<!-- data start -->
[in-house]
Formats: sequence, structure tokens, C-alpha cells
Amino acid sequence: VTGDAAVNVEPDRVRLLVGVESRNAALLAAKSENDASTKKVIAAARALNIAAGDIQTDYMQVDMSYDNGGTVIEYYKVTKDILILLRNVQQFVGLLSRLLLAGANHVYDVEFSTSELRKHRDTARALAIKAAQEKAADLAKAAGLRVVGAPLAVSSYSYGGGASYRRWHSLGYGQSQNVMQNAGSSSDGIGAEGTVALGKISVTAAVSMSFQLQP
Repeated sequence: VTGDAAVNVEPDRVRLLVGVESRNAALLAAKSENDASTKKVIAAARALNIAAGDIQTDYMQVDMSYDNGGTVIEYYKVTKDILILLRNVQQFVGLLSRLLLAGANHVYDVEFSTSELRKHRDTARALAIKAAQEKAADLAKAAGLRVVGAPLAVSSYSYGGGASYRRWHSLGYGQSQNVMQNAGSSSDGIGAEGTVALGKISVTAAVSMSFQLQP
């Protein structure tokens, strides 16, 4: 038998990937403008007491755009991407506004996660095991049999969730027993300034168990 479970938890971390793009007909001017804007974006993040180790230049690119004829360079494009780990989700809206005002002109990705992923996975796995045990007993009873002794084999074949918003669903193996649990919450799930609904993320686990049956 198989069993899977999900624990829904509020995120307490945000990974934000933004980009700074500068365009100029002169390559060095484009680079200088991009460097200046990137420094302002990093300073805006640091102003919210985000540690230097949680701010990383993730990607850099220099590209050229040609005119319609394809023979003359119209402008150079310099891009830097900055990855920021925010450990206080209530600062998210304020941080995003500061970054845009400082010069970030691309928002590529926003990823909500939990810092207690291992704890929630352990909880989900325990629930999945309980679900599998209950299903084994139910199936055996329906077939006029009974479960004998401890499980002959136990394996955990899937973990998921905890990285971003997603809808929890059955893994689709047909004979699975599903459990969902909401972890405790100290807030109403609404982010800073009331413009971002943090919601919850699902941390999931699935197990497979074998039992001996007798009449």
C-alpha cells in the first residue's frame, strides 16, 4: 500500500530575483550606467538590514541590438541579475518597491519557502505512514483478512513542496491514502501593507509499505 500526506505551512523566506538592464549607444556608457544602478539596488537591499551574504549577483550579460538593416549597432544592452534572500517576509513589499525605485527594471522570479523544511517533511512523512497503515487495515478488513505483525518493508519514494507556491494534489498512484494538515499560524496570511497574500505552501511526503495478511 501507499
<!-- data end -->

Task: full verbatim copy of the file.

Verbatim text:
[in-house]
Formats: sequence, structure tokens, C-alpha cells
Amino acid sequence: VTGDAAVNVEPDRVRLLVGVESRNAALLAAKSENDASTKKVIAAARALNIAAGDIQTDYMQVDMSYDNGGTVIEYYKVTKDILILLRNVQQFVGLLSRLLLAGANHVYDVEFSTSELRKHRDTARALAIKAAQEKAADLAKAAGLRVVGAPLAVSSYSYGGGASYRRWHSLGYGQSQNVMQNAGSSSDGIGAEGTVALGKISVTAAVSMSFQLQP
Repeated sequence: VTGDAAVNVEPDRVRLLVGVESRNAALLAAKSENDASTKKVIAAARALNIAAGDIQTDYMQVDMSYDNGGTVIEYYKVTKDILILLRNVQQFVGLLSRLLLAGANHVYDVEFSTSELRKHRDTARALAIKAAQEKAADLAKAAGLRVVGAPLAVSSYSYGGGASYRRWHSLGYGQSQNVMQNAGSSSDGIGAEGTVALGKISVTAAVSMSFQLQP
């Protein structure tokens, strides 16, 4: 038998990937403008007491755009991407506004996660095991049999969730027993300034168990 479970938890971390793009007909001017804007974006993040180790230049690119004829360079494009780990989700809206005002002109990705992923996975796995045990007993009873002794084999074949918003669903193996649990919450799930609904993320686990049956 198989069993899977999900624990829904509020995120307490945000990974934000933004980009700074500068365009100029002169390559060095484009680079200088991009460097200046990137420094302002990093300073805006640091102003919210985000540690230097949680701010990383993730990607850099220099590209050229040609005119319609394809023979003359119209402008150079310099891009830097900055990855920021925010450990206080209530600062998210304020941080995003500061970054845009400082010069970030691309928002590529926003990823909500939990810092207690291992704890929630352990909880989900325990629930999945309980679900599998209950299903084994139910199936055996329906077939006029009974479960004998401890499980002959136990394996955990899937973990998921905890990285971003997603809808929890059955893994689709047909004979699975599903459990969902909401972890405790100290807030109403609404982010800073009331413009971002943090919601919850699902941390999931699935197990497979074998039992001996007798009449």
C-alpha cells in the first residue's frame, strides 16, 4: 500500500530575483550606467538590514541590438541579475518597491519557502505512514483478512513542496491514502501593507509499505 500526506505551512523566506538592464549607444556608457544602478539596488537591499551574504549577483550579460538593416549597432544592452534572500517576509513589499525605485527594471522570479523544511517533511512523512497503515487495515478488513505483525518493508519514494507556491494534489498512484494538515499560524496570511497574500505552501511526503495478511 501507499